Sunday, May 30, 2010


Below is a YouTube video I recieved through a tweet from Leonard Nimoy regarding the Gulf Oil Spill:

Saturday, May 29, 2010


Last week, New York Senate Democrats passed a Charter Reform Bill which will more than double the number of charter schools allowed in the state. It also bans private companies from profiting off students. All the Democrats in the chamber voted in favor. This was one of many requirements to set up New York State to receive $700 million in federal Race to the Top funds.

The measure was opposed by fourteen Republicans. The push to increase the Charter School limits was championed by the Republicans two years ago during the last election cycle. Now, faced with actually voting for it, half bail on the measure. This certainly exposes the hypocrisy and lack of substance behind the GOP's position on the issue. What happened to Skelos and his caucus? Didn't they just make a recent plea to raise the limit themselves?

With half of the Republicans voting against the measure, doesn't that galvanize the public's perception that they are once again the party of NO? How did anything get done when they were in charge? Oh, that's right...They did whatever Bruno told them. I forgot; My bad.

I stole a list off the State Dems Website showing the list of naysayers from yesterday's vote, and the list of Democratic challengers fighting to replace them in November.

Gubernatorial candidate Andrew Cuomo has also indicated his desire to increase the number of Charter Schools in New York State. Done correctly, this should not only help in federal funding but also turn our gradeschool education levels around in our troubled districts.

I guess we should count our blessings that there were only 14 NO votes?

Thursday, May 27, 2010


Wednesday, May 26, 2010


Below, is a press release from the office of Maurice Hinchey. Considering the level of crime in the Newburgh area has reached national attention over the last few months, I think it's well worth the action on the federal level. We haven't seen much from our State and local representatives who have jurisdiction in Orange County so its understandable that persons in higher office have to do something drastic.

Washington, DC -
Building on the success of a recent sting operation that marshaled federal, state and local enforcement resources to indict 78 gang members in Newburgh, Congressman Maurice Hinchey (D-NY), Congressman John Hall (D-NY), U.S. Senator Charles Schumer (D-NY) and U.S. Senator Kirsten Gillibrand (D-NY), today requested that action be taken to designate Orange County as a High Intensity Drug Trafficking Area (HIDTA).

The HIDTA designation, which would be granted by the Office of National Drug Control Policy (ONDCP), would enhance future coordination of federal, state and local law enforcement agencies by providing equipment, technology and additional resources to combat the drug trafficking on which these gangs thrive. The House and Senate members sent a letter to NY/NJ HIDTA Director Chauncey Parker requesting that he work with local law enforcement officials to initiate the petition process necessary to secure the designation.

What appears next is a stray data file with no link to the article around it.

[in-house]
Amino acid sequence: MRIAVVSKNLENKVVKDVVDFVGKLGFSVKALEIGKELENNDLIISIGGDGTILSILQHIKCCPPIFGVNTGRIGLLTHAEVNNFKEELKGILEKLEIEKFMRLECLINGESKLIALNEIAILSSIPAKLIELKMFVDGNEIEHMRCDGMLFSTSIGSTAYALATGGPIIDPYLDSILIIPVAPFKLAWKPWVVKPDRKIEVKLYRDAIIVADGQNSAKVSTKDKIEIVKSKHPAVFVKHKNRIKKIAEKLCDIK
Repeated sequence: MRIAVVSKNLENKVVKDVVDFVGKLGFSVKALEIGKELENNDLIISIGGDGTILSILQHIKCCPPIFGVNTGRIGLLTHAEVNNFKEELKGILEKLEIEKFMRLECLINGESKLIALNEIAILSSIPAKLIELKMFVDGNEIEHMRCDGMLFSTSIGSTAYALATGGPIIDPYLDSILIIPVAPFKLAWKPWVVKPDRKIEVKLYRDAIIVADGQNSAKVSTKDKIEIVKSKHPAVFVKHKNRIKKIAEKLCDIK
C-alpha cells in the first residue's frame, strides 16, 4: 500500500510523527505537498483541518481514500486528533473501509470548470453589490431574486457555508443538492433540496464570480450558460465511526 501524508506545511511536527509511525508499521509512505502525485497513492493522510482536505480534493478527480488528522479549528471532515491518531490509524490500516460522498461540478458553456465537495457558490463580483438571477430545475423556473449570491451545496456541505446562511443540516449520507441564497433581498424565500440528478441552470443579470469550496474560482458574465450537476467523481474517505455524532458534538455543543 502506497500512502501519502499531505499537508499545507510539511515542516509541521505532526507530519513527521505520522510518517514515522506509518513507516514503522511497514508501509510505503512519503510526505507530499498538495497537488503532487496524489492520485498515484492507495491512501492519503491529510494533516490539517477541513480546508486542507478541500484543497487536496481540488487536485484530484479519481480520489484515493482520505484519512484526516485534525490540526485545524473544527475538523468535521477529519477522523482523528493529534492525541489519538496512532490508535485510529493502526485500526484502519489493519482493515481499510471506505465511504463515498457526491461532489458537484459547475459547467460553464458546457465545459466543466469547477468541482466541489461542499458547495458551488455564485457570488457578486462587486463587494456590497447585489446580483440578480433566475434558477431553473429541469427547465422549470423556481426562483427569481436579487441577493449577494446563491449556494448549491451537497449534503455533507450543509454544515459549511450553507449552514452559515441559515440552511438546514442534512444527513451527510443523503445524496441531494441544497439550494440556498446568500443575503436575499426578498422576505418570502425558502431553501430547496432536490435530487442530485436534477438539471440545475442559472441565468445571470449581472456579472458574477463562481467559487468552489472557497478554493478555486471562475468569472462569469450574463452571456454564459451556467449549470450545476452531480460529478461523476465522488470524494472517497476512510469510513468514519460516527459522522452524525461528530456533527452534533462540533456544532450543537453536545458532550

"As you know, the High Intensity Drug Trafficking Area program allows for increased collaboration between the local, state and federal law enforcement agencies to increase communication and information sharing and allows for more effective policing," the House and Senate members wrote in a letter to Parker. "HIDTA is highly effective in its mission to funnel federal resources, such as equipment and technology, to counties with high crime and low resources.

It is crucial that Newburgh receive this designation and be eligible for the federal resources necessary to combat this ongoing problem of drug and gang-related violence in Newburgh."
Relative to other municipalities across the country, Newburgh has seen disproportionally high rates of assaults and murders per capita in the last several years, making the city among the most violent in the nation per capita. The violence in this small city of 29,000 residents is so pronounced that it has drawn the attention of the Obama administration.

I would remind everyone here in Ulster County that what happens in Newburgh affects every municipality in the Hudson Valley. Crime has a way of creeping it's way into our neighborhoods and unless treated, will infect the whole region. As for Ulster, I think we have URGENT to thank for the delay in the northbound spread. Keep up the good work troops.

This of course begs the question; What do they actually do in Albany?

Monday, May 24, 2010


So, I'm reading in the Albany Times Union about the $25 Million Gov. Paterson intends to loan the New York Racing Association. Without it the loss of racing in communities like Saratoga would be like a "Wall St Meltdown" in the Adirondacks.

The article states:
Paterson met with lawmakers Saturday to his talk about budget. I would expect that with the State in the mess it's in, they'd meet every day until they figured this out.

We have heard NYRA's announcement that it would have to close racing as soon as June 9 and lay off up to 1,400 employees because of cash flow problems. I know this sounds like a state size version of a corporate bailout, but...Paterson's proposal lays out a plan that not only insures the return of the people's money, but leaves the revenue stream in place years later.